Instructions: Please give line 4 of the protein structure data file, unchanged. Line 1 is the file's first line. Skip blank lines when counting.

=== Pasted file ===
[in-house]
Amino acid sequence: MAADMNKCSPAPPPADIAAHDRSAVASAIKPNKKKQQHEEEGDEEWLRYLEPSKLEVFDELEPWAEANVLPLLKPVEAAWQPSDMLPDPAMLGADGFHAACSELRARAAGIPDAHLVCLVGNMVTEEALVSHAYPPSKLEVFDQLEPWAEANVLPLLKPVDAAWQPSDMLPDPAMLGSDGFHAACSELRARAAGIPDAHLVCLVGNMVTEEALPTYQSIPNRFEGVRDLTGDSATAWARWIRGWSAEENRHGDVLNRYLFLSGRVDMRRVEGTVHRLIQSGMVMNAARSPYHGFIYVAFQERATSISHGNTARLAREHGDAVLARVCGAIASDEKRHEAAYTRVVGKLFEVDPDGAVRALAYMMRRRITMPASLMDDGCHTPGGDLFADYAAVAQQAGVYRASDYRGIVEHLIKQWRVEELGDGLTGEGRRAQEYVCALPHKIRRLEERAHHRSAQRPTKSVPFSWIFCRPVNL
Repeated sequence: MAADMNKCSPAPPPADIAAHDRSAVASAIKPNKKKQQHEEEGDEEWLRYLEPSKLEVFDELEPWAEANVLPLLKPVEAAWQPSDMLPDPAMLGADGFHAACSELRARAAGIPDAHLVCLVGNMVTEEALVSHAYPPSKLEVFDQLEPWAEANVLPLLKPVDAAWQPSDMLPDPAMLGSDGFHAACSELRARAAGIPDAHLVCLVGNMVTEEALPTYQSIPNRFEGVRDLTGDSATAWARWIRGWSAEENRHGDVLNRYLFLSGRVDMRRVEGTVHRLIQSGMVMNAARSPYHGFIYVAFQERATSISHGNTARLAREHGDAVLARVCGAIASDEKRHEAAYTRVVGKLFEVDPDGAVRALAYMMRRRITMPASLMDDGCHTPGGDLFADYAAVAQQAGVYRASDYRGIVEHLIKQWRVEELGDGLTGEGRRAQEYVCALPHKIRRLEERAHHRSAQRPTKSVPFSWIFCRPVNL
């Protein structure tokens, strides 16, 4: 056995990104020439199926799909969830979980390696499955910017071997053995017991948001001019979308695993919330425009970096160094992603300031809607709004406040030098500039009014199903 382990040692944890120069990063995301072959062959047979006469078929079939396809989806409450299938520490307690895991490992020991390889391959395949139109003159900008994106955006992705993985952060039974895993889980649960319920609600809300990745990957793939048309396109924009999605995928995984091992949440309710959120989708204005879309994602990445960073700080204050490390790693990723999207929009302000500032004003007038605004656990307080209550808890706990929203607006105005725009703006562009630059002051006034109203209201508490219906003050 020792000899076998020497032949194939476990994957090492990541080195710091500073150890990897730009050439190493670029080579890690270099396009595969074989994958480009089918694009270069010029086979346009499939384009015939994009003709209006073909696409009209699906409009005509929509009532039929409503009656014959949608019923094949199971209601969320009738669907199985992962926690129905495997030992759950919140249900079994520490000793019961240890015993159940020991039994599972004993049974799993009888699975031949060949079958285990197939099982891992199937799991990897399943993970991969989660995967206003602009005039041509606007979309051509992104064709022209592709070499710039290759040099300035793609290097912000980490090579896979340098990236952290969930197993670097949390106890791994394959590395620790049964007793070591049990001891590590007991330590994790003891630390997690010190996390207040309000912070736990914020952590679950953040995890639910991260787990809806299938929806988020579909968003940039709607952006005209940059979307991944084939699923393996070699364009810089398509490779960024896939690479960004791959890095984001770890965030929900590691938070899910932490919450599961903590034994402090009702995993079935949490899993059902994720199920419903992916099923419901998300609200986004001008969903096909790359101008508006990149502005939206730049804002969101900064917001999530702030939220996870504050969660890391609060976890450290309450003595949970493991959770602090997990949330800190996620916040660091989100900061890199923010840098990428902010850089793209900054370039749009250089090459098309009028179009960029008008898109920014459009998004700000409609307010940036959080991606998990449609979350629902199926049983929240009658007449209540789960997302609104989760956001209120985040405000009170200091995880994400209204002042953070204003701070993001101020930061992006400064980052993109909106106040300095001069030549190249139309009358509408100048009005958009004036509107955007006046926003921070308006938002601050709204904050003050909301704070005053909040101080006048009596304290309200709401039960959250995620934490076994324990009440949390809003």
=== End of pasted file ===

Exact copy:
């Protein structure tokens, strides 16, 4: 056995990104020439199926799909969830979980390696499955910017071997053995017991948001001019979308695993919330425009970096160094992603300031809607709004406040030098500039009014199903 382990040692944890120069990063995301072959062959047979006469078929079939396809989806409450299938520490307690895991490992020991390889391959395949139109003159900008994106955006992705993985952060039974895993889980649960319920609600809300990745990957793939048309396109924009999605995928995984091992949440309710959120989708204005879309994602990445960073700080204050490390790693990723999207929009302000500032004003007038605004656990307080209550808890706990929203607006105005725009703006562009630059002051006034109203209201508490219906003050 020792000899076998020497032949194939476990994957090492990541080195710091500073150890990897730009050439190493670029080579890690270099396009595969074989994958480009089918694009270069010029086979346009499939384009015939994009003709209006073909696409009209699906409009005509929509009532039929409503009656014959949608019923094949199971209601969320009738669907199985992962926690129905495997030992759950919140249900079994520490000793019961240890015993159940020991039994599972004993049974799993009888699975031949060949079958285990197939099982891992199937799991990897399943993970991969989660995967206003602009005039041509606007979309051509992104064709022209592709070499710039290759040099300035793609290097912000980490090579896979340098990236952290969930197993670097949390106890791994394959590395620790049964007793070591049990001891590590007991330590994790003891630390997690010190996390207040309000912070736990914020952590679950953040995890639910991260787990809806299938929806988020579909968003940039709607952006005209940059979307991944084939699923393996070699364009810089398509490779960024896939690479960004791959890095984001770890965030929900590691938070899910932490919450599961903590034994402090009702995993079935949490899993059902994720199920419903992916099923419901998300609200986004001008969903096909790359101008508006990149502005939206730049804002969101900064917001999530702030939220996870504050969660890391609060976890450290309450003595949970493991959770602090997990949330800190996620916040660091989100900061890199923010840098990428902010850089793209900054370039749009250089090459098309009028179009960029008008898109920014459009998004700000409609307010940036959080991606998990449609979350629902199926049983929240009658007449209540789960997302609104989760956001209120985040405000009170200091995880994400209204002042953070204003701070993001101020930061992006400064980052993109909106106040300095001069030549190249139309009358509408100048009005958009004036509107955007006046926003921070308006938002601050709204904050003050909301704070005053909040101080006048009596304290309200709401039960959250995620934490076994324990009440949390809003």